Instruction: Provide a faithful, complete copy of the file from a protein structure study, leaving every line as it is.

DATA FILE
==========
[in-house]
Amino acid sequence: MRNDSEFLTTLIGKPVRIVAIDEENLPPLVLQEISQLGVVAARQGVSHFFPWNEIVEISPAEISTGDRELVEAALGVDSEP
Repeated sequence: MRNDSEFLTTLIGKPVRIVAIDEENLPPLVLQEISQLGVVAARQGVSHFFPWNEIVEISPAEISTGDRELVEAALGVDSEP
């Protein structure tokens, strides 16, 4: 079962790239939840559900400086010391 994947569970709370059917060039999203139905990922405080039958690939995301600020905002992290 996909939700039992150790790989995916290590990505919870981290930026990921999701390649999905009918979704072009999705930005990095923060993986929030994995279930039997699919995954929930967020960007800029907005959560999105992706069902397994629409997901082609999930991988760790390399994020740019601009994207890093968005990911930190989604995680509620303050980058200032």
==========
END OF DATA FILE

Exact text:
[in-house]
Amino acid sequence: MRNDSEFLTTLIGKPVRIVAIDEENLPPLVLQEISQLGVVAARQGVSHFFPWNEIVEISPAEISTGDRELVEAALGVDSEP
Repeated sequence: MRNDSEFLTTLIGKPVRIVAIDEENLPPLVLQEISQLGVVAARQGVSHFFPWNEIVEISPAEISTGDRELVEAALGVDSEP
């Protein structure tokens, strides 16, 4: 079962790239939840559900400086010391 994947569970709370059917060039999203139905990922405080039958690939995301600020905002992290 996909939700039992150790790989995916290590990505919870981290930026990921999701390649999905009918979704072009999705930005990095923060993986929030994995279930039997699919995954929930967020960007800029907005959560999105992706069902397994629409997901082609999930991988760790390399994020740019601009994207890093968005990911930190989604995680509620303050980058200032």